Voltage-gated ion channels feature voltage sensor domains (VSDs) that exist in three distinct conformations during activation: resting, intermediate, and activated. Experimental determination of the structure of a potassium channel VSD in the intermediate state has previously proven elusive. Here, we report and validate the experimental three-dimensional structure of the human KCNQ1 voltage-gated potassium channel VSD in the intermediate state. We also used mutagenesis and electrophysiology in oocytes to functionally map the determinants of S4 helix motion during voltage-dependent transition from the intermediate to the activated state. Finally, the physiological relevance of the intermediate state KCNQ1 conductance is demonstrated using voltage-clamp fluorometry. This work illuminates the structure of the VSD intermediate state and demonstrates that intermediate state conductivity contributes to the unusual versatility of KCNQ1, which can function either as the slow delayed rectifier current (I) of the cardiac action potential or as a constitutively active epithelial leak current.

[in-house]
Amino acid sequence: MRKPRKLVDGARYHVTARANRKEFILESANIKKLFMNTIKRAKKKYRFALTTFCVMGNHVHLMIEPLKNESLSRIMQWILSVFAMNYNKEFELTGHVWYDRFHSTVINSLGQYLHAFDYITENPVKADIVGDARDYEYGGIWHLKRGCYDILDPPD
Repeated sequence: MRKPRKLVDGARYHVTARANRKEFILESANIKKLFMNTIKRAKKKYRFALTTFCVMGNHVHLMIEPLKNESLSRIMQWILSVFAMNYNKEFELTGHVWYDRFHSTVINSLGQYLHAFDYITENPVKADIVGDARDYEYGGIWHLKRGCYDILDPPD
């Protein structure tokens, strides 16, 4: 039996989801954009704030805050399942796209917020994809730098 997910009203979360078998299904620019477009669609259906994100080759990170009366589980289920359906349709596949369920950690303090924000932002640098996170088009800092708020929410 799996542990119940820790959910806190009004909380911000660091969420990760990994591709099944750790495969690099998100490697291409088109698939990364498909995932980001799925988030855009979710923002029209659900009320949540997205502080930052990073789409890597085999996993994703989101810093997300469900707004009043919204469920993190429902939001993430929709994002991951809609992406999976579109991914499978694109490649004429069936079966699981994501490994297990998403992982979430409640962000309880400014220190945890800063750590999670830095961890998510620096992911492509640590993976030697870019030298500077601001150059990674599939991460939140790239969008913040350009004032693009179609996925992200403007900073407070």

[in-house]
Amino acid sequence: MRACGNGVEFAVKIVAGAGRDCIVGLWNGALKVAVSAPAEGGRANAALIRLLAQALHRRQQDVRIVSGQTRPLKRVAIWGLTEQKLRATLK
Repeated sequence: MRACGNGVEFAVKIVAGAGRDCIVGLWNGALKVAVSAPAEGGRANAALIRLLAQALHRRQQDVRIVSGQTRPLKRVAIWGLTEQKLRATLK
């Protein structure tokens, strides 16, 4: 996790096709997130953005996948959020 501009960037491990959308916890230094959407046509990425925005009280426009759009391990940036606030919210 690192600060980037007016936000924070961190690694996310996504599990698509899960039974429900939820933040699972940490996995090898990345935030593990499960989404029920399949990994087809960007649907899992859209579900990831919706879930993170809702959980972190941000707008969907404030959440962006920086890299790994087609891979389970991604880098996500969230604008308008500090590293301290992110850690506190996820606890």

© 2020, Taylor et al.